I learned the hard way from the Jenga game that anything that can become a projectile WILL become a projectile, so I hedged my bets by purchasing two sets of plush dice. I didn't realize until after ordering the polyhedral foam dice that they didn't come with six-sideds, so I bought those too.

That left the presentation, which was a PowerPoint I created that showed a picture of each monster, the number appearing, their hit points, armor class, and attack bonus. As the players defeated the monsters, the hearts disappeared until there were none left, and then the players moved on to the next slide where a new monster appeared. Given our time constraints, there was very little opportunity for actual role-playing -- I did plan to let the captains engage with the NPC giving them their quest.

To get the Scouts hyped about the game, I inserted multimedia into the presentation. We kicked off with the D&D Beyond trailer and then set up the premise. The first wave was undead skeletons who were raised by a necromancer to defend the manor. I used this video by FXGuru to lend some urgency to the scene. That battle was followed by pumpkin monsters. I spliced together video from a Monsters vs. Aliens episode, with the final boss a combination of the remaining pumpkin monsters to create a behemoth and (hopefully, exciting) battle.

We had our dice, we had our multimedia, we had our players. Could I really pull this off?

No Plan Survives Contact..​

We set up the tables, seats, projector, and screen. Then each Scout picked their character sheet, miniature, and sat next to their partner. Table captains were chosen and got their own character sheets. We set up their table tents so that I could easily identify them. I then encouraged them to write their characters' names on the sheets to create a more personal connection.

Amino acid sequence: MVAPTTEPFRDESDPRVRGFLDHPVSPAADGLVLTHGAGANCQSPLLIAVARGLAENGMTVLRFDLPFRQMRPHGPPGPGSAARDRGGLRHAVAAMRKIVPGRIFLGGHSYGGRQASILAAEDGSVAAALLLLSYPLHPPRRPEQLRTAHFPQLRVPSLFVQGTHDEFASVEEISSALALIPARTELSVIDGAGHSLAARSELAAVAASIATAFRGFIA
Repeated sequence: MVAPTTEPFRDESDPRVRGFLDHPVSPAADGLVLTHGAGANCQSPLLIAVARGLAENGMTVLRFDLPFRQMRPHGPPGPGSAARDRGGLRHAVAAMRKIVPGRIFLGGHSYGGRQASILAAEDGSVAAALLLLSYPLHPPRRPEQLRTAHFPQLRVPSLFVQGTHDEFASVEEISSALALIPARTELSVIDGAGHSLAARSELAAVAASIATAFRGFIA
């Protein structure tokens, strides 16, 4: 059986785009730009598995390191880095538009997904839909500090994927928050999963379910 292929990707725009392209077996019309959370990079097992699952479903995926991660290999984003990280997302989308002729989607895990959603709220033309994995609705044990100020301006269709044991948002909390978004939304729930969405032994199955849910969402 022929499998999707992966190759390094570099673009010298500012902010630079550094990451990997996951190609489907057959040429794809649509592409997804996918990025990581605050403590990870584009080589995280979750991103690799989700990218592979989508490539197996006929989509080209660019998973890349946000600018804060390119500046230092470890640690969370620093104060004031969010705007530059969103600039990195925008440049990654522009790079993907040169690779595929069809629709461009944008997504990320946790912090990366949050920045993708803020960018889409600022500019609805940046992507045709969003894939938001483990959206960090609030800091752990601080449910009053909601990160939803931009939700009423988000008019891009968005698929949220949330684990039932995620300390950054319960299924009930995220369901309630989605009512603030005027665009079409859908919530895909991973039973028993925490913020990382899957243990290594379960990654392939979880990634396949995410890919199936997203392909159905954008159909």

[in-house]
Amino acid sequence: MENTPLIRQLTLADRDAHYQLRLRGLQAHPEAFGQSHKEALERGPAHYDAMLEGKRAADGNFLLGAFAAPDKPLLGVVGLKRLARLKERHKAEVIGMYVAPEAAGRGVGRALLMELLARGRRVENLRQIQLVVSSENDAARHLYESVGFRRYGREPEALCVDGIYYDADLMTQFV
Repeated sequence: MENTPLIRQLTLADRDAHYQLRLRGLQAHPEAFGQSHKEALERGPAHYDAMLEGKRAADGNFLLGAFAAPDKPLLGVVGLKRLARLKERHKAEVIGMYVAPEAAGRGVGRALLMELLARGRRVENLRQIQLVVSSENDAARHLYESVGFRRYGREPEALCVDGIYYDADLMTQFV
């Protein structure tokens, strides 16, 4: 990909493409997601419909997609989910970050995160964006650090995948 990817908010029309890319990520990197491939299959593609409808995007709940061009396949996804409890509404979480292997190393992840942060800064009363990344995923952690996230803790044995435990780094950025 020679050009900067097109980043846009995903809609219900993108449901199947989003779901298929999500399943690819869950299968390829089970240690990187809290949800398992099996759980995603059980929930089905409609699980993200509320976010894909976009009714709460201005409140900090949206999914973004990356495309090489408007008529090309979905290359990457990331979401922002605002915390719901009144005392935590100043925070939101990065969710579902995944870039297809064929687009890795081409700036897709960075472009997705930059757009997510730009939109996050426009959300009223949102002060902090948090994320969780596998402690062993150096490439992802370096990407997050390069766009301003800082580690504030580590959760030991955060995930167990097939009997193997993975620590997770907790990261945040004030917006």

I started the presentation...and realized my first mistake almost immediately -- I'd forgotten to bring dice for myself! That wasn't too much of a problem though, because we had bigger issues, which was that despite two sets of foam dice, it wasn't enough dice for 12+ Scouts on each side. In my head, they would focus on who was rolling the red 20-sided, but in reality they just got distracted.

After the cartoon got them excited about the game, we proceeded to the "boxed text" section of the workshop where I explained a little about D&D, identified the different dice, described the two knightly orders, and set up the premise of the adventure. The four captains had a chance to ask one question each of the good-aligned wizard who gave them the quest -- they didn't have questions of any substance -- and we started the adventure proper with a skeleton battle.

Despite my quick primer on rolling damage dice, it became clear that just rolling a 20-sided was more than enough distraction. If a player hit, we skipped the damage dice and just removed one of the ten skeletons. We proceeded down both rows of players so that by the end of the first round, they had wiped the skeletons out. We moved on to the pumpkin monsters, which had more hit points but were fewer in number.